Hole 8 - 460 yards - par 4
In the late 90’s, the club hired Tom Fazio to restore the 8th to Thomas’ original split fairway. The work from tee to green brought the hole back to nearly the same intention that Thomas originally had for the hole, but in my opinion, Fazio butchered the green and it sticks out like a sore thumb. In general, the concept for this hole seemingly works better on paper than in practice. There is really no reason ever to go left. It sets up a slightly better angle for approach to the green, but the risk is much higher when compared to the benefits. This is the one hole at Riviera that I didn’t care for.
Hole 9 - 458 yards - par 4
The front nine comes to a close with the spectacularly beautiful 9th, which gives players the best view of Riviera’s majestic clubhouse. The somewhat long par 4 plays uphill, and the shallow green requires a tee shot to find the fairway. The tee shot needs to be thread between fairway bunkers on both the right and left sides, and a good tee shot sets up a mid to short iron approach to the uphill green. The toughest pin location is in the back left behind the treacherous greenside bunker.
Hole 10 - 315 yards - par 4
Thomas opens the back nine with one of the most revered short par-4's the 10th. A great hole where eagle and 8 are equally in play, Thomas begs players to pull out the driver and attempt a shot at the green. This shot carries a great deal of risk but offers a lot of reward as a well-placed shot can lead to an eagle opportunity. The prudent play is to hit an iron to the very far left side to set up a good angled wedge approach. Anything on the right side of the fairway is dead here because of the shallow and heavily sloped green, which runs away from the player. When the course is playing firm and fast, it’s nearly impossible to hold the green from anywhere right of the fairway’s center line. If you find the right greenside bunkers as I did with my driver attempt, you are then playing for par because holding the green with a bunker shot is impossible. I hit one of the greatest bunker shots of my life, and sure enough, when I got a look at where my ball ended up, it was 5 yards off the green. Every architect should use the 10th as a study of strategy and options that create a hole both fun and challenging for the best and worst golfers alike.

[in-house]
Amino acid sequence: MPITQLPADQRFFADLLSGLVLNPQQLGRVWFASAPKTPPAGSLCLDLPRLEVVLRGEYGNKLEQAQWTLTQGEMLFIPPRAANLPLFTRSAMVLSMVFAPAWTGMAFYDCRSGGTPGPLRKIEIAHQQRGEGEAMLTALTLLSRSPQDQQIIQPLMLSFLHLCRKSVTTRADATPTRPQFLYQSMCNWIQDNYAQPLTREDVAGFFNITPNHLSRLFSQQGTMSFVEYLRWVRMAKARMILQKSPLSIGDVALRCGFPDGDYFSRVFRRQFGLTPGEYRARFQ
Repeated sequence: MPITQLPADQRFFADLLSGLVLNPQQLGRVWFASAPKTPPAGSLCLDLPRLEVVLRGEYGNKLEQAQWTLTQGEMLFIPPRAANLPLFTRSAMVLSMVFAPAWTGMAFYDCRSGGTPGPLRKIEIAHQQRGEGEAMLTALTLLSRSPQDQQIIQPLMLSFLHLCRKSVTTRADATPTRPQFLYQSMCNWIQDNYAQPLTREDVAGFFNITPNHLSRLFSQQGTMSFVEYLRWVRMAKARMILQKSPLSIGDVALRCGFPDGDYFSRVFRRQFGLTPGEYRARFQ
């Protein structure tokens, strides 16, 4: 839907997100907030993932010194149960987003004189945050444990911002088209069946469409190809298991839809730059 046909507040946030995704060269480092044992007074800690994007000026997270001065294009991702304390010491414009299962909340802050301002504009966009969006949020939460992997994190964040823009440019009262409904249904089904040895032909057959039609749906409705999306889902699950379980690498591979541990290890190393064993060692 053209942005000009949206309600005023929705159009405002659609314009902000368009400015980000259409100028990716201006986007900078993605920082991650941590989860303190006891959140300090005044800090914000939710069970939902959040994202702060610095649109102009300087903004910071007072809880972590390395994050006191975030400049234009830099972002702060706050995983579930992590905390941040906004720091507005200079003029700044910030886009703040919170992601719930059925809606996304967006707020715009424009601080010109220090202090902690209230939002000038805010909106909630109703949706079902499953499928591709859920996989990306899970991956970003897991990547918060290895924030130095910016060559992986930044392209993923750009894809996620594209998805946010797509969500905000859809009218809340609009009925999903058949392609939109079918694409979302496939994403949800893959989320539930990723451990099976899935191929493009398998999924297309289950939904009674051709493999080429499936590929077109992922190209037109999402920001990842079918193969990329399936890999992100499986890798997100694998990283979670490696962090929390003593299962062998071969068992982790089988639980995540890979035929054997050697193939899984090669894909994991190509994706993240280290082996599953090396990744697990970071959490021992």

Hole 11 - 583 yards - par 5
Following the unforgettable 10th is Riviera’s first par 5 since the opener where again Thomas employs a sahara/great hazard feature via barranca which bisects the fairway. The longest hitters will likely need to throttle back to a 3-wood to stay short of the valley. A tee shot that runs up to the edge will leave about 270 yards into the par 5. Thomas infuses a great deal of strategy on the 11th with deep bunkering again. While tempting to attack the green, anything on the right side will leave a dicey pitch shot to the green. The ideal place to hit the second is left of the green, which opens up the green and makes for a relatively easy up-and-down birdie.
Hole 12 - 479 yards - par 4
After a couple birdie opportunities, Riviera flexes its stoutness with the demanding par-4 12th. The barranca cuts down the left side and large eucalyptus trees run down the right making finding the fairway essential to success. The ideal line is down the left center, which gives a better angle of attack to the green that is guarded by a deep front left bunker and the barranca gorge on the left.
Hole 13 - 459 yards - par 4